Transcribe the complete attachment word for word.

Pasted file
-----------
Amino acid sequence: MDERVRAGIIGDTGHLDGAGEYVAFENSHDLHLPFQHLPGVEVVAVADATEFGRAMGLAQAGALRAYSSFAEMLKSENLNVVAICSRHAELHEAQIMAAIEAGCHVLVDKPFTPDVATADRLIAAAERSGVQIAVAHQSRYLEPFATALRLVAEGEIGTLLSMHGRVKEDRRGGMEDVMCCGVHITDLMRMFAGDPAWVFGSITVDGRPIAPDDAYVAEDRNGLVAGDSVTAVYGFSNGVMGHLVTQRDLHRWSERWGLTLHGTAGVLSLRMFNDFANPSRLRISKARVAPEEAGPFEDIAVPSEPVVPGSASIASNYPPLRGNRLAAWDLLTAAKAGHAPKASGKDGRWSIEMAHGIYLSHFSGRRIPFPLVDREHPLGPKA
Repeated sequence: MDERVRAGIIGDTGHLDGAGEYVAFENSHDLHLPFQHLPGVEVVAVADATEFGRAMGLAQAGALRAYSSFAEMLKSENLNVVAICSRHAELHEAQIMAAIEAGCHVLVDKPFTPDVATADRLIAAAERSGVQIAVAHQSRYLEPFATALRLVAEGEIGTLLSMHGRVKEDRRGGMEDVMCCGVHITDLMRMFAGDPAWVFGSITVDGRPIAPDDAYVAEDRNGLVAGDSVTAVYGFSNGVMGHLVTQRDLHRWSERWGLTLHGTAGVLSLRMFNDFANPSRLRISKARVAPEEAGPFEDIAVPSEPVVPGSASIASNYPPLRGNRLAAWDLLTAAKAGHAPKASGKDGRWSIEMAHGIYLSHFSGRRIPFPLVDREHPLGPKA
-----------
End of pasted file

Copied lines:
Amino acid sequence: MDERVRAGIIGDTGHLDGAGEYVAFENSHDLHLPFQHLPGVEVVAVADATEFGRAMGLAQAGALRAYSSFAEMLKSENLNVVAICSRHAELHEAQIMAAIEAGCHVLVDKPFTPDVATADRLIAAAERSGVQIAVAHQSRYLEPFATALRLVAEGEIGTLLSMHGRVKEDRRGGMEDVMCCGVHITDLMRMFAGDPAWVFGSITVDGRPIAPDDAYVAEDRNGLVAGDSVTAVYGFSNGVMGHLVTQRDLHRWSERWGLTLHGTAGVLSLRMFNDFANPSRLRISKARVAPEEAGPFEDIAVPSEPVVPGSASIASNYPPLRGNRLAAWDLLTAAKAGHAPKASGKDGRWSIEMAHGIYLSHFSGRRIPFPLVDREHPLGPKA
Repeated sequence: MDERVRAGIIGDTGHLDGAGEYVAFENSHDLHLPFQHLPGVEVVAVADATEFGRAMGLAQAGALRAYSSFAEMLKSENLNVVAICSRHAELHEAQIMAAIEAGCHVLVDKPFTPDVATADRLIAAAERSGVQIAVAHQSRYLEPFATALRLVAEGEIGTLLSMHGRVKEDRRGGMEDVMCCGVHITDLMRMFAGDPAWVFGSITVDGRPIAPDDAYVAEDRNGLVAGDSVTAVYGFSNGVMGHLVTQRDLHRWSERWGLTLHGTAGVLSLRMFNDFANPSRLRISKARVAPEEAGPFEDIAVPSEPVVPGSASIASNYPPLRGNRLAAWDLLTAAKAGHAPKASGKDGRWSIEMAHGIYLSHFSGRRIPFPLVDREHPLGPKA